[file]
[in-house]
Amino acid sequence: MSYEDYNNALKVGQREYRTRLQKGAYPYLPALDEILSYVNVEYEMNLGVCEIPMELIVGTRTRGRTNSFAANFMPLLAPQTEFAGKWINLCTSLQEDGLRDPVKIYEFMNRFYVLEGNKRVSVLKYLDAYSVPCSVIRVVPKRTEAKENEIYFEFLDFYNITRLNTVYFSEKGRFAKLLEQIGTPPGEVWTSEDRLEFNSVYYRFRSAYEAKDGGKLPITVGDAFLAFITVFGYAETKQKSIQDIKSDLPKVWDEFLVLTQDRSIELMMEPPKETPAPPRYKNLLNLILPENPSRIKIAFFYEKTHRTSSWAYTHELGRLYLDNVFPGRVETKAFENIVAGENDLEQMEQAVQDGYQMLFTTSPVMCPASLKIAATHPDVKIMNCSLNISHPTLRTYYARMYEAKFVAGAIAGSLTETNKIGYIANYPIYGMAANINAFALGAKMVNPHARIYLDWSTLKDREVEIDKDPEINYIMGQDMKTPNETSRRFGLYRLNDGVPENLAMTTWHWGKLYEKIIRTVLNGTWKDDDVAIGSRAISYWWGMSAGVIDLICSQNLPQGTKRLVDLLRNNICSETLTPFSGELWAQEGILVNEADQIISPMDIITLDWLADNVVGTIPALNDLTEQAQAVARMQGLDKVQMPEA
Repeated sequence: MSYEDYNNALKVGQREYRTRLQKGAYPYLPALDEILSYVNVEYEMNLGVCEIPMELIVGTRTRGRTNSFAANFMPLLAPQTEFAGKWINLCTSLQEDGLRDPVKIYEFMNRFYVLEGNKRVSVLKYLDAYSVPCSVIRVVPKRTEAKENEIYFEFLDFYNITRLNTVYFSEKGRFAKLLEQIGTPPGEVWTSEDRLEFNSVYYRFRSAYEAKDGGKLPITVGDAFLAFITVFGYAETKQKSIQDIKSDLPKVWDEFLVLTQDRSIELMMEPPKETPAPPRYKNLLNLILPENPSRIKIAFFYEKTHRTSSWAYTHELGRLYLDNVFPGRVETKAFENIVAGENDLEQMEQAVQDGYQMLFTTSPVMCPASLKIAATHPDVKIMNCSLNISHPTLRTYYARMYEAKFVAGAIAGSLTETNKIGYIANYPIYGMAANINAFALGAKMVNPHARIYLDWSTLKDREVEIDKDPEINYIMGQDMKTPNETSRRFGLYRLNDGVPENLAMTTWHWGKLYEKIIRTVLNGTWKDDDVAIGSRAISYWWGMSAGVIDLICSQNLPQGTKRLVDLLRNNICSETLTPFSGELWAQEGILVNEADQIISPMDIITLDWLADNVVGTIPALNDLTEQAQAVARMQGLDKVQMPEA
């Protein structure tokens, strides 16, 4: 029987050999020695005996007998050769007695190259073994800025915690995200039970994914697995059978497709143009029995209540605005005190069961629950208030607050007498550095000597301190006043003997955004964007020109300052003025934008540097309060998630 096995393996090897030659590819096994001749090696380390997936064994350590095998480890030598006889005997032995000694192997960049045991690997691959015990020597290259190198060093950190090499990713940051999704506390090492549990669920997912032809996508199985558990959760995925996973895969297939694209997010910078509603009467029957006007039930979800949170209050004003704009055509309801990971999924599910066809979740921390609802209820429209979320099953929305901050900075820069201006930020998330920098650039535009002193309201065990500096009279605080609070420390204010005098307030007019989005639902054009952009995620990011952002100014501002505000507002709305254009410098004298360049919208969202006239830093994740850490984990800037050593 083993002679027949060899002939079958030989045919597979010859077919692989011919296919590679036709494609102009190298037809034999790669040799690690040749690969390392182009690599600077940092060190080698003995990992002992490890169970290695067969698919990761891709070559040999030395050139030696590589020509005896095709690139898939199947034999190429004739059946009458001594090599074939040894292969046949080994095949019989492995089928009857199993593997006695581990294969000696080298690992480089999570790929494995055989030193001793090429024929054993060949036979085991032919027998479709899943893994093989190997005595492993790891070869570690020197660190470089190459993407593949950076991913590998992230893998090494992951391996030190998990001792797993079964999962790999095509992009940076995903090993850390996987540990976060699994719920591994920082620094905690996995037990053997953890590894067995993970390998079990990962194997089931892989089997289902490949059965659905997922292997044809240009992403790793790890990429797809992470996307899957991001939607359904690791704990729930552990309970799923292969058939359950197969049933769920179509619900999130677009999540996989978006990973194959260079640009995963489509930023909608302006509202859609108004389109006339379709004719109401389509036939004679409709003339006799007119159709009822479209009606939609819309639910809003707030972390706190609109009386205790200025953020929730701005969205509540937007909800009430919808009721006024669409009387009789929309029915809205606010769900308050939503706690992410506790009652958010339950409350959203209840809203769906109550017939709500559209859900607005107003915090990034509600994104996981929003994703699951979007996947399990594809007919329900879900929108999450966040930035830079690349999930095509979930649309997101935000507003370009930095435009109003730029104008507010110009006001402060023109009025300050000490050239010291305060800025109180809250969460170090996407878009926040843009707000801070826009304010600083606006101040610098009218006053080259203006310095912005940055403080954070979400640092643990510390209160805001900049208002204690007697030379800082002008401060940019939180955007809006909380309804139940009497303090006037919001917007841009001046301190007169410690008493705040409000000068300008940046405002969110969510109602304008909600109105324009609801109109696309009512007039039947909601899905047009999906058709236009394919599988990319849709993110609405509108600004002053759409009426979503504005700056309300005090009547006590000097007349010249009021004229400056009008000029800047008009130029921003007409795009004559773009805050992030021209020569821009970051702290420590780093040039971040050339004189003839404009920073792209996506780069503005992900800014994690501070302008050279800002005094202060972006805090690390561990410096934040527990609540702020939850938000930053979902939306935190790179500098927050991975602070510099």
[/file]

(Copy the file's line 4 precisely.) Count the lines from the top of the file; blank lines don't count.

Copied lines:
């Protein structure tokens, strides 16, 4: 029987050999020695005996007998050769007695190259073994800025915690995200039970994914697995059978497709143009029995209540605005005190069961629950208030607050007498550095000597301190006043003997955004964007020109300052003025934008540097309060998630 096995393996090897030659590819096994001749090696380390997936064994350590095998480890030598006889005997032995000694192997960049045991690997691959015990020597290259190198060093950190090499990713940051999704506390090492549990669920997912032809996508199985558990959760995925996973895969297939694209997010910078509603009467029957006007039930979800949170209050004003704009055509309801990971999924599910066809979740921390609802209820429209979320099953929305901050900075820069201006930020998330920098650039535009002193309201065990500096009279605080609070420390204010005098307030007019989005639902054009952009995620990011952002100014501002505000507002709305254009410098004298360049919208969202006239830093994740850490984990800037050593 083993002679027949060899002939079958030989045919597979010859077919692989011919296919590679036709494609102009190298037809034999790669040799690690040749690969390392182009690599600077940092060190080698003995990992002992490890169970290695067969698919990761891709070559040999030395050139030696590589020509005896095709690139898939199947034999190429004739059946009458001594090599074939040894292969046949080994095949019989492995089928009857199993593997006695581990294969000696080298690992480089999570790929494995055989030193001793090429024929054993060949036979085991032919027998479709899943893994093989190997005595492993790891070869570690020197660190470089190459993407593949950076991913590998992230893998090494992951391996030190998990001792797993079964999962790999095509992009940076995903090993850390996987540990976060699994719920591994920082620094905690996995037990053997953890590894067995993970390998079990990962194997089931892989089997289902490949059965659905997922292997044809240009992403790793790890990429797809992470996307899957991001939607359904690791704990729930552990309970799923292969058939359950197969049933769920179509619900999130677009999540996989978006990973194959260079640009995963489509930023909608302006509202859609108004389109006339379709004719109401389509036939004679409709003339006799007119159709009822479209009606939609819309639910809003707030972390706190609109009386205790200025953020929730701005969205509540937007909800009430919808009721006024669409009387009789929309029915809205606010769900308050939503706690992410506790009652958010339950409350959203209840809203769906109550017939709500559209859900607005107003915090990034509600994104996981929003994703699951979007996947399990594809007919329900879900929108999450966040930035830079690349999930095509979930649309997101935000507003370009930095435009109003730029104008507010110009006001402060023109009025300050000490050239010291305060800025109180809250969460170090996407878009926040843009707000801070826009304010600083606006101040610098009218006053080259203006310095912005940055403080954070979400640092643990510390209160805001900049208002204690007697030379800082002008401060940019939180955007809006909380309804139940009497303090006037919001917007841009001046301190007169410690008493705040409000000068300008940046405002969110969510109602304008909600109105324009609801109109696309009512007039039947909601899905047009999906058709236009394919599988990319849709993110609405509108600004002053759409009426979503504005700056309300005090009547006590000097007349010249009021004229400056009008000029800047008009130029921003007409795009004559773009805050992030021209020569821009970051702290420590780093040039971040050339004189003839404009920073792209996506780069503005992900800014994690501070302008050279800002005094202060972006805090690390561990410096934040527990609540702020939850938000930053979902939306935190790179500098927050991975602070510099």